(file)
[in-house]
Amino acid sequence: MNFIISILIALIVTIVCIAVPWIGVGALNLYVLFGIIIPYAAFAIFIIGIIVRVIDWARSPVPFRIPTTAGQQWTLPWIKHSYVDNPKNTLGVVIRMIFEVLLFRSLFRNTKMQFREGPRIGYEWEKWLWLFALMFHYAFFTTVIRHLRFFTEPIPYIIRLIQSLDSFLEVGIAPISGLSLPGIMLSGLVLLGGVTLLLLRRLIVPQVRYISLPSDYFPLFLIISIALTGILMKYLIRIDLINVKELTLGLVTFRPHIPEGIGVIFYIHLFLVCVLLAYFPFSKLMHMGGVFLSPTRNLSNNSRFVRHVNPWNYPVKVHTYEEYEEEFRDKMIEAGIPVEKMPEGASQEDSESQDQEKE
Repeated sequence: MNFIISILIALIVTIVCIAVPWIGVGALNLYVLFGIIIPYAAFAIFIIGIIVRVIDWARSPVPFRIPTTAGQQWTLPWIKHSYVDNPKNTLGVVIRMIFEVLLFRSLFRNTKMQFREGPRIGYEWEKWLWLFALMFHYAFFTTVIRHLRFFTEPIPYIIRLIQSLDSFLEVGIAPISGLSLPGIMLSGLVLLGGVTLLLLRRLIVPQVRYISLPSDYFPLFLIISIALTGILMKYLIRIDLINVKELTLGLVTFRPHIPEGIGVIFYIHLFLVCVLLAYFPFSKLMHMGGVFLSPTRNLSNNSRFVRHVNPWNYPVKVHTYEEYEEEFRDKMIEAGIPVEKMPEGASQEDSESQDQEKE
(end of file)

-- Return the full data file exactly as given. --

[in-house]
Amino acid sequence: MNFIISILIALIVTIVCIAVPWIGVGALNLYVLFGIIIPYAAFAIFIIGIIVRVIDWARSPVPFRIPTTAGQQWTLPWIKHSYVDNPKNTLGVVIRMIFEVLLFRSLFRNTKMQFREGPRIGYEWEKWLWLFALMFHYAFFTTVIRHLRFFTEPIPYIIRLIQSLDSFLEVGIAPISGLSLPGIMLSGLVLLGGVTLLLLRRLIVPQVRYISLPSDYFPLFLIISIALTGILMKYLIRIDLINVKELTLGLVTFRPHIPEGIGVIFYIHLFLVCVLLAYFPFSKLMHMGGVFLSPTRNLSNNSRFVRHVNPWNYPVKVHTYEEYEEEFRDKMIEAGIPVEKMPEGASQEDSESQDQEKE
Repeated sequence: MNFIISILIALIVTIVCIAVPWIGVGALNLYVLFGIIIPYAAFAIFIIGIIVRVIDWARSPVPFRIPTTAGQQWTLPWIKHSYVDNPKNTLGVVIRMIFEVLLFRSLFRNTKMQFREGPRIGYEWEKWLWLFALMFHYAFFTTVIRHLRFFTEPIPYIIRLIQSLDSFLEVGIAPISGLSLPGIMLSGLVLLGGVTLLLLRRLIVPQVRYISLPSDYFPLFLIISIALTGILMKYLIRIDLINVKELTLGLVTFRPHIPEGIGVIFYIHLFLVCVLLAYFPFSKLMHMGGVFLSPTRNLSNNSRFVRHVNPWNYPVKVHTYEEYEEEFRDKMIEAGIPVEKMPEGASQEDSESQDQEKE